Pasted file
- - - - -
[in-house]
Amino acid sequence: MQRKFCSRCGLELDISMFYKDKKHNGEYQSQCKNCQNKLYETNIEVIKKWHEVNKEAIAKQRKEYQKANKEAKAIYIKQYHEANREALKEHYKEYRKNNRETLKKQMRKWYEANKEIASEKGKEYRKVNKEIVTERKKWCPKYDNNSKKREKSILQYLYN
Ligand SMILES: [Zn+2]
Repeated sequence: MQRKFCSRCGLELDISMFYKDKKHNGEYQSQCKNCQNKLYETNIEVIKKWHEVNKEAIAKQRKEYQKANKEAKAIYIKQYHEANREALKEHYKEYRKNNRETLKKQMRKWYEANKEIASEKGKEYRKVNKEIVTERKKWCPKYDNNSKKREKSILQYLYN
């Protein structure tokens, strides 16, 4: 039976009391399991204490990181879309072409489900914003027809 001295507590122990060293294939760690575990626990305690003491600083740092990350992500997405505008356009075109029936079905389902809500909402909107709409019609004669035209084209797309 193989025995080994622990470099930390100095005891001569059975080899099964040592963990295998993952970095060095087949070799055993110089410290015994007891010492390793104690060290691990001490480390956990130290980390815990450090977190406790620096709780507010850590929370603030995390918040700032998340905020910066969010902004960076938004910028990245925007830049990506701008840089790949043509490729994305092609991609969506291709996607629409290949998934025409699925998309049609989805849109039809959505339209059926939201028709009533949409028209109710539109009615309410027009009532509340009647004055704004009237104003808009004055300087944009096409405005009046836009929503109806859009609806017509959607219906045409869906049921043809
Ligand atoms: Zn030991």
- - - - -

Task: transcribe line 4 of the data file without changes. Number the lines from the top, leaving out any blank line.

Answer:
Repeated sequence: MQRKFCSRCGLELDISMFYKDKKHNGEYQSQCKNCQNKLYETNIEVIKKWHEVNKEAIAKQRKEYQKANKEAKAIYIKQYHEANREALKEHYKEYRKNNRETLKKQMRKWYEANKEIASEKGKEYRKVNKEIVTERKKWCPKYDNNSKKREKSILQYLYN